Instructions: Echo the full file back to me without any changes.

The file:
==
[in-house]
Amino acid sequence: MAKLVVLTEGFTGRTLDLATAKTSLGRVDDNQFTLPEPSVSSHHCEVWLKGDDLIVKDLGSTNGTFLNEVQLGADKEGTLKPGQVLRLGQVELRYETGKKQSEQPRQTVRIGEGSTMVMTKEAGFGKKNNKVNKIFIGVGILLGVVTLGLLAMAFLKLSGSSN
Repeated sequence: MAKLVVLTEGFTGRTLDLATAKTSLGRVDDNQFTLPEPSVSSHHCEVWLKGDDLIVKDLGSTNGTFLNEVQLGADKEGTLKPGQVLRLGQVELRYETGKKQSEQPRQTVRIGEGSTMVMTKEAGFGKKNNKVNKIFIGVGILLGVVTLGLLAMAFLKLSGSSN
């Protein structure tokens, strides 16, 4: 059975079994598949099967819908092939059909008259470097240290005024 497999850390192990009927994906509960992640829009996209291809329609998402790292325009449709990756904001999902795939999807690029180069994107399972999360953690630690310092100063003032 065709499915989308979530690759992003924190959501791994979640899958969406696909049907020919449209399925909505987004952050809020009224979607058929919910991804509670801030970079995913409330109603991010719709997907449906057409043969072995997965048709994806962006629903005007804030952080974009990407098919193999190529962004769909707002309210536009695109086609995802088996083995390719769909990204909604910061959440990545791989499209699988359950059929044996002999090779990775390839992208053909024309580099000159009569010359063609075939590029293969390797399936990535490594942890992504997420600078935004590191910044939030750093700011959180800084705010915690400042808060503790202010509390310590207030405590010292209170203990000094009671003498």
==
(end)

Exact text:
[in-house]
Amino acid sequence: MAKLVVLTEGFTGRTLDLATAKTSLGRVDDNQFTLPEPSVSSHHCEVWLKGDDLIVKDLGSTNGTFLNEVQLGADKEGTLKPGQVLRLGQVELRYETGKKQSEQPRQTVRIGEGSTMVMTKEAGFGKKNNKVNKIFIGVGILLGVVTLGLLAMAFLKLSGSSN
Repeated sequence: MAKLVVLTEGFTGRTLDLATAKTSLGRVDDNQFTLPEPSVSSHHCEVWLKGDDLIVKDLGSTNGTFLNEVQLGADKEGTLKPGQVLRLGQVELRYETGKKQSEQPRQTVRIGEGSTMVMTKEAGFGKKNNKVNKIFIGVGILLGVVTLGLLAMAFLKLSGSSN
């Protein structure tokens, strides 16, 4: 059975079994598949099967819908092939059909008259470097240290005024 497999850390192990009927994906509960992640829009996209291809329609998402790292325009449709990756904001999902795939999807690029180069994107399972999360953690630690310092100063003032 065709499915989308979530690759992003924190959501791994979640899958969406696909049907020919449209399925909505987004952050809020009224979607058929919910991804509670801030970079995913409330109603991010719709997907449906057409043969072995997965048709994806962006629903005007804030952080974009990407098919193999190529962004769909707002309210536009695109086609995802088996083995390719769909990204909604910061959440990545791989499209699988359950059929044996002999090779990775390839992208053909024309580099000159009569010359063609075939590029293969390797399936990535490594942890992504997420600078935004590191910044939030750093700011959180800084705010915690400042808060503790202010509390310590207030405590010292209170203990000094009671003498």